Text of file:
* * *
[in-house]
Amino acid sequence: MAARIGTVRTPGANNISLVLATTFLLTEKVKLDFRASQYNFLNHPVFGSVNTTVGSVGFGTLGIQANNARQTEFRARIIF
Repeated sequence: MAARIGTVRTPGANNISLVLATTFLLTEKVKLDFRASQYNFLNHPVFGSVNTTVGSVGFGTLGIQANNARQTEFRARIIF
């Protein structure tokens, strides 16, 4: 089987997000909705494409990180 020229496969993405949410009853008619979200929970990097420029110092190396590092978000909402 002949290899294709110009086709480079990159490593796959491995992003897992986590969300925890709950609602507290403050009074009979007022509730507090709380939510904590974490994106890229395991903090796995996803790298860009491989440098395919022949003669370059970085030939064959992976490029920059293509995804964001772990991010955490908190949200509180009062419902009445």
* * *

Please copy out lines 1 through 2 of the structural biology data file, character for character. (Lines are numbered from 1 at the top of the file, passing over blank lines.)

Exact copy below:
[in-house]
Amino acid sequence: MAARIGTVRTPGANNISLVLATTFLLTEKVKLDFRASQYNFLNHPVFGSVNTTVGSVGFGTLGIQANNARQTEFRARIIF